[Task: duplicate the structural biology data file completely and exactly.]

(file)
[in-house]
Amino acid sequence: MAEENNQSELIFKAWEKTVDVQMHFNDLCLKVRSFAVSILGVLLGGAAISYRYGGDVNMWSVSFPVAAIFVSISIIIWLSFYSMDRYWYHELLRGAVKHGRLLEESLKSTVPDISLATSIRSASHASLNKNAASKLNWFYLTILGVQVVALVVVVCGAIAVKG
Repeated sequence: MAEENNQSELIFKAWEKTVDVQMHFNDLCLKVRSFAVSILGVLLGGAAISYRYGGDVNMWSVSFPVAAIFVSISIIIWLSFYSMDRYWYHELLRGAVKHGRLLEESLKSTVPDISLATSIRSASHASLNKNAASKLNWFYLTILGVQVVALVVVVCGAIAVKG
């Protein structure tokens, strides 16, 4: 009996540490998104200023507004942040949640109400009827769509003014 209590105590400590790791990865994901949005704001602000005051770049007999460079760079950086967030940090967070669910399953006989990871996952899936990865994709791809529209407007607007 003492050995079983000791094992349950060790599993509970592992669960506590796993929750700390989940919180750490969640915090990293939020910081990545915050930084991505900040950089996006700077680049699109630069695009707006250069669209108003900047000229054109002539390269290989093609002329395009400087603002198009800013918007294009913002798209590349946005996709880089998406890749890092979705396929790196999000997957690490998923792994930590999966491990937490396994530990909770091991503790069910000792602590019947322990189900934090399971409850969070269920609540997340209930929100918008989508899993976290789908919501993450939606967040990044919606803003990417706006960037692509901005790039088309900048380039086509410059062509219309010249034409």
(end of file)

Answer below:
[in-house]
Amino acid sequence: MAEENNQSELIFKAWEKTVDVQMHFNDLCLKVRSFAVSILGVLLGGAAISYRYGGDVNMWSVSFPVAAIFVSISIIIWLSFYSMDRYWYHELLRGAVKHGRLLEESLKSTVPDISLATSIRSASHASLNKNAASKLNWFYLTILGVQVVALVVVVCGAIAVKG
Repeated sequence: MAEENNQSELIFKAWEKTVDVQMHFNDLCLKVRSFAVSILGVLLGGAAISYRYGGDVNMWSVSFPVAAIFVSISIIIWLSFYSMDRYWYHELLRGAVKHGRLLEESLKSTVPDISLATSIRSASHASLNKNAASKLNWFYLTILGVQVVALVVVVCGAIAVKG
């Protein structure tokens, strides 16, 4: 009996540490998104200023507004942040949640109400009827769509003014 209590105590400590790791990865994901949005704001602000005051770049007999460079760079950086967030940090967070669910399953006989990871996952899936990865994709791809529209407007607007 003492050995079983000791094992349950060790599993509970592992669960506590796993929750700390989940919180750490969640915090990293939020910081990545915050930084991505900040950089996006700077680049699109630069695009707006250069669209108003900047000229054109002539390269290989093609002329395009400087603002198009800013918007294009913002798209590349946005996709880089998406890749890092979705396929790196999000997957690490998923792994930590999966491990937490396994530990909770091991503790069910000792602590019947322990189900934090399971409850969070269920609540997340209930929100918008989508899993976290789908919501993450939606967040990044919606803003990417706006960037692509901005790039088309900048380039086509410059062509219309010249034409």